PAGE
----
What is STEAM education? STEAM stands for Science, Technology, Engineering, Arts, and Mathematics and it is a modern education philosophy that encourages students to be wrong, to try multiple ideas, listen to alternate opinions, and create a knowledge base that is outside the confines of an exam.
STEAM education comes from STEM (Science, Technology, Engineering, and Mathematics). STEM focuses on the traditional education philosophy of teaching children the skills they will need to compete in a global economy. However, in recent years, the arts have been added to this philosophy.
So why add the arts into STEM? Brent Bushnell and Eric Gradman, co-founders of LA-based Two Bits Circus, discuss in their TedTalks why STEM needs the arts. Gradman starts by explaining why he and Bushnell were huge fans of STEM when they first began working in their STEM careers. “We loved it,” Gradman says. “We solved interesting problems and we made a difference. We were using the education that we gained in science, technology, engineering, and math to do cool stuff, but you know what? I was getting burned out.” Many STEM careerists have claimed that art enhances their critical thinking skills that the original STEM concept was attempting to instill. The arts are the connection STEM needed to engage students and to have them see the connection between everyday life and the science we use on a daily basis.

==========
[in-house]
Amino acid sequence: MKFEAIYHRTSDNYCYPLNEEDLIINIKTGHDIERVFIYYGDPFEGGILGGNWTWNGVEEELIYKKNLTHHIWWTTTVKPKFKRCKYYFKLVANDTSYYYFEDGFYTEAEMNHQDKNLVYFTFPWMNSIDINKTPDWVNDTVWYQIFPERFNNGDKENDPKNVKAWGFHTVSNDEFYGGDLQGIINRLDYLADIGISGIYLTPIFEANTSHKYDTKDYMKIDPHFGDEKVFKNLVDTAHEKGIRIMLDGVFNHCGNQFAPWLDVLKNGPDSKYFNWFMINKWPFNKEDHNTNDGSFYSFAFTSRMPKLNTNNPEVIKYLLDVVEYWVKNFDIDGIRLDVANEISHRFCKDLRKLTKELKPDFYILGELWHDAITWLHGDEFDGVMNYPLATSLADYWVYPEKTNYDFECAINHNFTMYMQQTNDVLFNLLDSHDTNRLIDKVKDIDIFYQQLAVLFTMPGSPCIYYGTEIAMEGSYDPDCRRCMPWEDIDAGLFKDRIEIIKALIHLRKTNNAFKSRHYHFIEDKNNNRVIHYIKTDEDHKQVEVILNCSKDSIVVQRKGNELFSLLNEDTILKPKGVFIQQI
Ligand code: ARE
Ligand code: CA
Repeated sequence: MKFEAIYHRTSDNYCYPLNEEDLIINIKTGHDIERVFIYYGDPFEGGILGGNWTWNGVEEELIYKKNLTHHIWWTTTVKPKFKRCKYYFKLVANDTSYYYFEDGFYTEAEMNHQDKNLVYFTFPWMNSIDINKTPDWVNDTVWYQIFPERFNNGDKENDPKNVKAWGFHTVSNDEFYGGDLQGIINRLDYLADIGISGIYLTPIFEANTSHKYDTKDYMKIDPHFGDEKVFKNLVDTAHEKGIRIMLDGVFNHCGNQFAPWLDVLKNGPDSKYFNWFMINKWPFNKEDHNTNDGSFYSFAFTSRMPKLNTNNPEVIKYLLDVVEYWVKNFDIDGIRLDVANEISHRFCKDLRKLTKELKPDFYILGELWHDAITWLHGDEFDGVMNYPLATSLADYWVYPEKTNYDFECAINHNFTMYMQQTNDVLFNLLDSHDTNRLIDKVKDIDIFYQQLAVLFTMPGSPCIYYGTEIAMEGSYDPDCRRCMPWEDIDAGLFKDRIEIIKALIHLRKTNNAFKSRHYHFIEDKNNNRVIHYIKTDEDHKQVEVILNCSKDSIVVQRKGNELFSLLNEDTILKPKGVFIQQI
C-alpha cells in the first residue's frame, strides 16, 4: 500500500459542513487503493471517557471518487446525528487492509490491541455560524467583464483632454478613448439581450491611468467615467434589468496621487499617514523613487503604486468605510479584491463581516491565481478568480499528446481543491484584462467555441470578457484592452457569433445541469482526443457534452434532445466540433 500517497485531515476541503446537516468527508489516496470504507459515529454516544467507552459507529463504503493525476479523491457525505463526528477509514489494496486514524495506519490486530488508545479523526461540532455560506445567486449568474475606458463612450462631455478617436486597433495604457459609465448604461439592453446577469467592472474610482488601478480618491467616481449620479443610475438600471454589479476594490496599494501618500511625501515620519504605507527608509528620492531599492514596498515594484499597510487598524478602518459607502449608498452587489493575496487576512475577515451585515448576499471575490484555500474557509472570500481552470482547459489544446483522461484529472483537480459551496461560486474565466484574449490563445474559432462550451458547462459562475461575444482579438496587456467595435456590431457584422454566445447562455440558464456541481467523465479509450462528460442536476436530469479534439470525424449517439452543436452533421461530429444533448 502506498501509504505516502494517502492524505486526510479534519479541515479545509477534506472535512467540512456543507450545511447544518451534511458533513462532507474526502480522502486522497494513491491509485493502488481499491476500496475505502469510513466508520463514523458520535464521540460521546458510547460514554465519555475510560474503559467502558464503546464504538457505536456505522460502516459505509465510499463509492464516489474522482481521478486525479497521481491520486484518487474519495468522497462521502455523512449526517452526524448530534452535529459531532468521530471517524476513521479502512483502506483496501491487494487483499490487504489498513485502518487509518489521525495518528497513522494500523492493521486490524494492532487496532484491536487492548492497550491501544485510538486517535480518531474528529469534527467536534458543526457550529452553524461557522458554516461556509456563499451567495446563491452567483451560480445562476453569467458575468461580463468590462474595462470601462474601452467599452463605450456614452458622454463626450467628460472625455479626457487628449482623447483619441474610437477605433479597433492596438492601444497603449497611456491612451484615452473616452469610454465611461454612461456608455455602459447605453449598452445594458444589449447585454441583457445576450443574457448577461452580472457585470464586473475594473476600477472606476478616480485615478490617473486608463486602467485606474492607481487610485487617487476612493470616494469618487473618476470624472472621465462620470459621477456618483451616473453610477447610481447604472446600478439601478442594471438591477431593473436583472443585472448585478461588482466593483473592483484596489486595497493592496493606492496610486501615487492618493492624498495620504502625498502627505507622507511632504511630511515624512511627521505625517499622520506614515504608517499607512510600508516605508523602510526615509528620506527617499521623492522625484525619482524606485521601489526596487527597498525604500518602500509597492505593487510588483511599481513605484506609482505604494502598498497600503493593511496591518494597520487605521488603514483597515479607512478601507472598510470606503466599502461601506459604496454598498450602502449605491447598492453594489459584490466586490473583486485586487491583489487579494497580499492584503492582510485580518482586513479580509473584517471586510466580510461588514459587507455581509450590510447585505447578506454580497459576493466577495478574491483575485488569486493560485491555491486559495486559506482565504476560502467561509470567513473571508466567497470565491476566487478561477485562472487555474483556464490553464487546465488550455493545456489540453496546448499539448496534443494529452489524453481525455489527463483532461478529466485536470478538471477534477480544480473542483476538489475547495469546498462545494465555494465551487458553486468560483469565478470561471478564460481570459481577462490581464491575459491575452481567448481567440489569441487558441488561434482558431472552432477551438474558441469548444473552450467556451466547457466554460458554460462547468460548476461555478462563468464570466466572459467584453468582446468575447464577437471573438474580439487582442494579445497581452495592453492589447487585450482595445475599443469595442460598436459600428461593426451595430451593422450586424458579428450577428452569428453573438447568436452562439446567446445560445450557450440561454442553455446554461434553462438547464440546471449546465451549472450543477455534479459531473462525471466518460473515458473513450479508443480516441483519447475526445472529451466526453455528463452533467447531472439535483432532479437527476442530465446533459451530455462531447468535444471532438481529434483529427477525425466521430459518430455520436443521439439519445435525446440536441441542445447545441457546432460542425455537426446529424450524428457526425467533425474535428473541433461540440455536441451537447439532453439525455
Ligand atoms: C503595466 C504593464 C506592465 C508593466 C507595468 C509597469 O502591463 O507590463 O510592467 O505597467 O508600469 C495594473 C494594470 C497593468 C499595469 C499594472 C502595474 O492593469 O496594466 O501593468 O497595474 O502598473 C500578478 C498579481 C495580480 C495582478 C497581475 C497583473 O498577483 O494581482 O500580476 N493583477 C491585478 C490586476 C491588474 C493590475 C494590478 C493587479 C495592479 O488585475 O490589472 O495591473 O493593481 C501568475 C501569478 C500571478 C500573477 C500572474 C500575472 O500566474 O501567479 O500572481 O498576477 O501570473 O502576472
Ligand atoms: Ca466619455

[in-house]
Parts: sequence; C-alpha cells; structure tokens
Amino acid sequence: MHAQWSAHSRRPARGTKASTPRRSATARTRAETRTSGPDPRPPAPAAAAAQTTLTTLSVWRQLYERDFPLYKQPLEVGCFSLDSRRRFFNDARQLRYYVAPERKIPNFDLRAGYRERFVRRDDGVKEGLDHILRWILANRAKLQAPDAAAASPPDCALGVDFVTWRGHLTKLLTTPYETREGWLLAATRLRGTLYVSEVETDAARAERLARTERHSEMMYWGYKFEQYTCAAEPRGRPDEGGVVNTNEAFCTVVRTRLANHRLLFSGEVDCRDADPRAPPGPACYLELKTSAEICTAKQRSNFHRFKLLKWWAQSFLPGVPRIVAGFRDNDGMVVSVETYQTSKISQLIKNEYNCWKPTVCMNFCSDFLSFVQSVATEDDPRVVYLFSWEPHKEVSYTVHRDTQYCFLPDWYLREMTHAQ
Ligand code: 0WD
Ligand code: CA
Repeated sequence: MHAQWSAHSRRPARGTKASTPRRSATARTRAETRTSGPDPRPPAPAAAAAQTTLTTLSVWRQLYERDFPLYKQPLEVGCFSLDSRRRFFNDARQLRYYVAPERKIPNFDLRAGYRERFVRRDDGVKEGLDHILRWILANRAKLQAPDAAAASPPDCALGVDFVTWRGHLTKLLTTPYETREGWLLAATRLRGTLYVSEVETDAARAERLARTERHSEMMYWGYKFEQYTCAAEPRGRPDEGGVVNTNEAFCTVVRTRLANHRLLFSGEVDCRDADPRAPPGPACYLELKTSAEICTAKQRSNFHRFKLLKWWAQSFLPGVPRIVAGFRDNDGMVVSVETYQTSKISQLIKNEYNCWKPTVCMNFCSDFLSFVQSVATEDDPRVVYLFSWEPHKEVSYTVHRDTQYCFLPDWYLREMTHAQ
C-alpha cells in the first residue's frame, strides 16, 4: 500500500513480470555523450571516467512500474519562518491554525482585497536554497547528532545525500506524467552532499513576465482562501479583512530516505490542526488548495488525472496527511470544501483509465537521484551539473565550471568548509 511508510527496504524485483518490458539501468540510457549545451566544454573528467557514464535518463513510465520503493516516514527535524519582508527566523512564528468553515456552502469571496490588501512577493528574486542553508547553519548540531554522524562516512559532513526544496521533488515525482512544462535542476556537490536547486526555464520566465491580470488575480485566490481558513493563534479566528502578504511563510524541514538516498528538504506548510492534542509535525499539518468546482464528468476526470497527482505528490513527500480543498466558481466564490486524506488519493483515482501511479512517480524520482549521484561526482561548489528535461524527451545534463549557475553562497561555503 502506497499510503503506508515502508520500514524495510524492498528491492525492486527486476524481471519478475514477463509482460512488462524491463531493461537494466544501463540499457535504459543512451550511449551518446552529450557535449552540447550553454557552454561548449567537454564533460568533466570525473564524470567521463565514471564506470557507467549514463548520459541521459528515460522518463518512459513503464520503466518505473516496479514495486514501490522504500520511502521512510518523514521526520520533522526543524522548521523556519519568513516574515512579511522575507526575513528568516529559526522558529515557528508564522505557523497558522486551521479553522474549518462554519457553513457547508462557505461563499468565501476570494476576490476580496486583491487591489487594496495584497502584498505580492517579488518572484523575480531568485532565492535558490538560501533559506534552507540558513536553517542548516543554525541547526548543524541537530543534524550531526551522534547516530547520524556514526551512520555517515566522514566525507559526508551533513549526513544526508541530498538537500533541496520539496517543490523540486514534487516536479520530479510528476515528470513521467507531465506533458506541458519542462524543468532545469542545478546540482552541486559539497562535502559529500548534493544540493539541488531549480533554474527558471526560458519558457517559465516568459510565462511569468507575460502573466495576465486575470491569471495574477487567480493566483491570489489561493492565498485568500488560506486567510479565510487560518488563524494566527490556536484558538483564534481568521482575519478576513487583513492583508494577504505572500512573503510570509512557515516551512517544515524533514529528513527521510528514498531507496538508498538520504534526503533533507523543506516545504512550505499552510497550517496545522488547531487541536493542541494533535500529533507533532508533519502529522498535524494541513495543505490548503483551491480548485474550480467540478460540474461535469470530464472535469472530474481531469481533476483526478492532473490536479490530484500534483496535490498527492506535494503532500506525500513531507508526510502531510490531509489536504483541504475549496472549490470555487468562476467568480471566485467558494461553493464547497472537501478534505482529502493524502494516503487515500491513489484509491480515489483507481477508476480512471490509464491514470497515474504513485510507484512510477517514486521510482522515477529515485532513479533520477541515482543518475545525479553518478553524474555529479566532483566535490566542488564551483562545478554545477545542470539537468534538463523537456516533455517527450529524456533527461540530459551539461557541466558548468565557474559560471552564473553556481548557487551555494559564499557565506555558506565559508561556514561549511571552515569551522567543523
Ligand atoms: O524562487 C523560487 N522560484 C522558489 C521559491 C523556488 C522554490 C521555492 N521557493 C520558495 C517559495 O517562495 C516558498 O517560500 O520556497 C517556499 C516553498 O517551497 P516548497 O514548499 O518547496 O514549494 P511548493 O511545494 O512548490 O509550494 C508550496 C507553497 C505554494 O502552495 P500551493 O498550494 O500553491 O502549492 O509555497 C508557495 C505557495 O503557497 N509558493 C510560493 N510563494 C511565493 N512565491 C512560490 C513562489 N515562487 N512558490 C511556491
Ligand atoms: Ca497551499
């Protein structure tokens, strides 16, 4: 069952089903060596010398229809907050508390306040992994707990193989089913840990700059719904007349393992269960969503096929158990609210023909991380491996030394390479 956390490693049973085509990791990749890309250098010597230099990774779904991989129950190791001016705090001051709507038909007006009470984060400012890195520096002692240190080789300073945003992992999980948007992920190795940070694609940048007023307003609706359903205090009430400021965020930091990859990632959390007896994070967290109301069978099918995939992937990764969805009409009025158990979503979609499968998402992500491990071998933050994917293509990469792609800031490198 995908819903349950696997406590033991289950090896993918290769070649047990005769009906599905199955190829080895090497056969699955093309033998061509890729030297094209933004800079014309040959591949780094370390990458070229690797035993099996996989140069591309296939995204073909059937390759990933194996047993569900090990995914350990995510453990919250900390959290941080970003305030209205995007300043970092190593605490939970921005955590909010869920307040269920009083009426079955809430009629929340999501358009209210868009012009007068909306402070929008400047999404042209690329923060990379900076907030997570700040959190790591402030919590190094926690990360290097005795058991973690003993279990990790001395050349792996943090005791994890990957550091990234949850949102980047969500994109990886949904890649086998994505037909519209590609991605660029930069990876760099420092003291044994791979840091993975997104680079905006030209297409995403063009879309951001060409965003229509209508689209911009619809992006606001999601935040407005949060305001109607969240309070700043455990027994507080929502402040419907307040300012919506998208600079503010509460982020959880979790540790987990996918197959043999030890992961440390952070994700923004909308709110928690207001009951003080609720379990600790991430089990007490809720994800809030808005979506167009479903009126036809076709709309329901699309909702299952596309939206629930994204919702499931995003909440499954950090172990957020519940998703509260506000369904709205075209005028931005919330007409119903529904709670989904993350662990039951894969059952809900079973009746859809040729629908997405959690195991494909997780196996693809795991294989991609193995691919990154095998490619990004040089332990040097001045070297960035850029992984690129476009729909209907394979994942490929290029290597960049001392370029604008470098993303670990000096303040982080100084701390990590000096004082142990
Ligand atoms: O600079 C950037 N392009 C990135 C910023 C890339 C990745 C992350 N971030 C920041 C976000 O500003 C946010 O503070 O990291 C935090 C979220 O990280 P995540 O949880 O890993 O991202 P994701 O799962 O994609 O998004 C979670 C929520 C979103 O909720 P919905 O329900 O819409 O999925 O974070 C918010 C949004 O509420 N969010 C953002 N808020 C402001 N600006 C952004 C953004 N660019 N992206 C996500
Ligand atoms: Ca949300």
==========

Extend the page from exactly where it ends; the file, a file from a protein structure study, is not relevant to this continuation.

But STEAM isn’t just for the classroom. Children’s museums all over the country promote STEAM
education through their learning programs, reminding parents and kids how much fun learning can be. Children’s Museum of Manhattan explores technological creations in their STEAM Lab where children design robots, create circuits, and create their own rockets out of VHS tapes. Please Touch Museum’s Space: The Final Fun-tier program brings children into outer space where they learn about our solar system and the machinery needed to travel into space. Children learn about the science behind their creations and get the satisfaction of seeing their creations come to life.
A great opportunity for children to experience all the benefits of STEAM education is Children’s Museum of Illinois’ new camp series: Camp 55. Camp 55 is a STEAM-based camp from July 13th to 17th that will explore the topic of flight: physics behind gliding, hovering, and soaring. Campers will create their own flying contraptions, hear from local experts, and learn through hands-on demonstrations. Camp 55 is a chance for children to see how much fun science can be!
Article written by Terri Purcell